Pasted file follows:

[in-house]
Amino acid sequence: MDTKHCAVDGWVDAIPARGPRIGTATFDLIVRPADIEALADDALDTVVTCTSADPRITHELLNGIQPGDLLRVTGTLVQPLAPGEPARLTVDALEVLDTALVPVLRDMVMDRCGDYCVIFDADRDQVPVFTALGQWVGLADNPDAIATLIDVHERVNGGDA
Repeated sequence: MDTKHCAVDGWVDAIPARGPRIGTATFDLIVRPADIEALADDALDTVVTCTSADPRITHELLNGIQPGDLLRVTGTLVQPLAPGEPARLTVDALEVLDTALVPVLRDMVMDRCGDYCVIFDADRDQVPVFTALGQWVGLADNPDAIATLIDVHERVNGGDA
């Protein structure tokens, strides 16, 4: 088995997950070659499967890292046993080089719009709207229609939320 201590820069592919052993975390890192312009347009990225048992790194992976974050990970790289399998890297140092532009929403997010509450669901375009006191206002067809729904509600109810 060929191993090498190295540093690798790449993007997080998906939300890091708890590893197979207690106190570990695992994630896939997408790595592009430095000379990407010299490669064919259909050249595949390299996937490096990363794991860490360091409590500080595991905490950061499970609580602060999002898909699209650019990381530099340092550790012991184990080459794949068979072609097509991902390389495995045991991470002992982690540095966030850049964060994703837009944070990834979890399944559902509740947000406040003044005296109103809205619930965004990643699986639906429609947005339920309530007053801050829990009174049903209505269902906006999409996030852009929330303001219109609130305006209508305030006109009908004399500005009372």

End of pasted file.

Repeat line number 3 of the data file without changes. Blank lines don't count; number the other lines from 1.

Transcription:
Repeated sequence: MDTKHCAVDGWVDAIPARGPRIGTATFDLIVRPADIEALADDALDTVVTCTSADPRITHELLNGIQPGDLLRVTGTLVQPLAPGEPARLTVDALEVLDTALVPVLRDMVMDRCGDYCVIFDADRDQVPVFTALGQWVGLADNPDAIATLIDVHERVNGGDA